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Batyr Berdiev: Poems from Prison
Thursday, September 21, 2017

And when we leave our house, where all is so familiar –
The flower vase and the worn out carpet –
The shadow of our quiet hope will stay at home,
Reflected in the eyes of those who remember us.
And life will continue, as our life was once lived,
And, of course, other songs will be sung,
But human hearts, like soldiers of hope
Will again and again both suffer and dream.

                                                            —Batyr Berdiev

On September 15, the NGO campaign “Prove They Are Alive!” published a book of poems written by Turkmenistan’s former Foreign Minister and former Ambassador to the OSCE Batyr Berdiev, one of more than a hundred people who have disappeared in Turkmenistan’s prisons.

The poems appear to have been written between December 2002 and March 2003 and were smuggled out of prison, most likely in 2003. Most are dedicated to Berdiev’s wife and son; they speak of his love for them, of freedom, and of their life while he was serving as Ambassador to the OSCE in Vienna. The book was unveiled at a side event at the 2017 OSCE Human Dimension Implementation Meeting (HDIM) in Warsaw, Poland, with the participation of Helsinki Commission staff.

Berdiev was arrested in December 2002 in connection with an alleged coup attempt against then-President Niyazov in November 2002. His “confession” was broadcast on Turkmen television later that month, and he was convicted in January 2003 in a closed trial and sentenced to 25 years imprisonment.

There are credible reports that he was tortured following his arrest. His relatives have had no information about his fate or whereabouts since, although there have been several conflicting reports of his death in Turkmenistan’s notoriously inhumane high-security Ovadan Depe prison.  The Helsinki Commission has continued to raise his case – along with others who have disappeared in Turkmenistan’s prisons – over the fifteen years since Berdiev’s arrest, in meetings with Turkmen officials, letters, and public briefings.

The “Prove They Are Alive” campaign has also published an updated list of persons who have disappeared in Turkmenistan’s prisons, which has now grown to 112. Some of the new additions include persons who were arrested only this year. Following the arrests of Berdiev and hundreds of others in the wake of the alleged 2002 coup attempt, the United States and nine other countries invoked the OSCE Moscow Mechanism, which triggered an international investigation and report on the situation and treatment of those accused of being involved. Every year at the OSCE Human Dimension Implementation Meeting, the United States makes a special statement urging the government of Turkmenistan to provide information on and access to those who have disappeared in the country’s prison.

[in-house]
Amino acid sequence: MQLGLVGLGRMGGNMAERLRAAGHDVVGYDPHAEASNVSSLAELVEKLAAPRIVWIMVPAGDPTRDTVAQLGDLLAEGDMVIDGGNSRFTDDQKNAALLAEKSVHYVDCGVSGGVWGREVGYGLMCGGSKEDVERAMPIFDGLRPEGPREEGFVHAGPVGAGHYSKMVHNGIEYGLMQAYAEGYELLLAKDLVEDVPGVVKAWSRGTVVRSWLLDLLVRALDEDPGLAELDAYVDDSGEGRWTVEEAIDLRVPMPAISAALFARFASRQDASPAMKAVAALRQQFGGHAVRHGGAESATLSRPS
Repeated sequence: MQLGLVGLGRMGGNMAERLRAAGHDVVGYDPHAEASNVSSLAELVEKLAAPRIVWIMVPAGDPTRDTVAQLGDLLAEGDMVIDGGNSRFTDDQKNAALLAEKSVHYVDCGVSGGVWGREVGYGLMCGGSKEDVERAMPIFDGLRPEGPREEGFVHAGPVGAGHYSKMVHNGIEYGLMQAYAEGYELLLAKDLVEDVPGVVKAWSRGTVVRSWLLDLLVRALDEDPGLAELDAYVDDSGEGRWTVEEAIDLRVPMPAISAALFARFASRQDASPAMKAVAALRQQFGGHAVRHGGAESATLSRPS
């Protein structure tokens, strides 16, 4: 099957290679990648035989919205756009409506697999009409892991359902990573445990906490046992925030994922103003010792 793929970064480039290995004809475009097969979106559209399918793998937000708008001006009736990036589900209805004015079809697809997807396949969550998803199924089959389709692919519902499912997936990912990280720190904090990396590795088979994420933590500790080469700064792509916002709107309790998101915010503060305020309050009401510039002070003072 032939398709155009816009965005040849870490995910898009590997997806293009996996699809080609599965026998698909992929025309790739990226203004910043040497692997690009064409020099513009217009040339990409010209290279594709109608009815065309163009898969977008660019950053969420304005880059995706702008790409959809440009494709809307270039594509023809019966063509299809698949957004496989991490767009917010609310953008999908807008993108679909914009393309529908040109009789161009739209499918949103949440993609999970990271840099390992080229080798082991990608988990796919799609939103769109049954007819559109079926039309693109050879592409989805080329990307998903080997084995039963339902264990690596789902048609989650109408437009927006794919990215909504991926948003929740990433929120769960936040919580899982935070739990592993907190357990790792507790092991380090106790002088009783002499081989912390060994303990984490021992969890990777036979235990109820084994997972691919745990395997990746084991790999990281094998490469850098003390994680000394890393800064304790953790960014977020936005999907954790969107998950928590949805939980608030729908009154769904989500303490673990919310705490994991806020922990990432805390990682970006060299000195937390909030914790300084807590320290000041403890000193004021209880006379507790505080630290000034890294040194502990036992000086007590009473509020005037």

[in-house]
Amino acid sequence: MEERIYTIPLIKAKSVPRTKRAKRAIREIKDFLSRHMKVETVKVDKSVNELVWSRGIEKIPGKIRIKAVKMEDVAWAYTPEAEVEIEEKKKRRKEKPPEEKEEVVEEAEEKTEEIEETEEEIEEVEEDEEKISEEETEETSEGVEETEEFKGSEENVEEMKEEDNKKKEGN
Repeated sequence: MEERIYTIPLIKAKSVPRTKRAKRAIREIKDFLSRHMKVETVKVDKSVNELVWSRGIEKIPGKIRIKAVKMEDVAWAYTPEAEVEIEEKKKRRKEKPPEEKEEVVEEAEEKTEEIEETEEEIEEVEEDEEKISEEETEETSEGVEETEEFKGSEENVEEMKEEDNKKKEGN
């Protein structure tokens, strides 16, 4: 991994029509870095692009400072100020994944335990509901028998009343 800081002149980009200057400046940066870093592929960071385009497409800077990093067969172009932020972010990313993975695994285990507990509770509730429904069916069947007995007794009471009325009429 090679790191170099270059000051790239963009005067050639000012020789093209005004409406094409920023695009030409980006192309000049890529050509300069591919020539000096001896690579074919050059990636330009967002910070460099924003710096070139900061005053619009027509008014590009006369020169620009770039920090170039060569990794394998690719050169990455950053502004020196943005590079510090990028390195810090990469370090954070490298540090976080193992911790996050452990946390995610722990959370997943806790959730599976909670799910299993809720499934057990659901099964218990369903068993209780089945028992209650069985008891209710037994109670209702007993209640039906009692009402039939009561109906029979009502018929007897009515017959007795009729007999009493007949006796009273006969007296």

Read the book of poems by Batyr Berdiev.

Parting Song

To Bakharochka and Rakhmasha
My Beloved and Dear Ones

It happened like this; this is how it was written in the stars –

Along the winter road, through the haze of dawn,

Tearing me away from you, life chases me to this:

A prison transfer into the unknown, delirious from cholera.

And a cry of anguish froze on my lips,

And my heart broke into a painful gallop.

If you can, forgive me for leaving you alone

In this world of enslaved backs and minds,

Forgive me that this was how things were, and that fate broke

Our life in half, to the noise of court fools howling,

But the heavenly judge has still not had his say

And no one knows which way our compass points.

And yet, I believe, one day through tears of prayer

Heaven will smile on us again, through our son’s eyes,

And hope will reveal us its secrets

And different voices will speak out.

One has to continue living, one has to endure

The pain of separation, the prison host,

And then I will return home,

Never to leave you again.

And when I return, we will summon our friends –

Those who didn’t betray us, or disappear, or perish –

And over a lavishly spread table we three will embrace

And remember this journey, remember these words…

                                                                —Batyr Berdiev

Poems translated from Russian by Catherine Fitzpatrick, James Womack, and the “Prove They Are Alive!” campaign team.

Photograph and poems courtesy of the “Prove They Are Alive!” Campaign.

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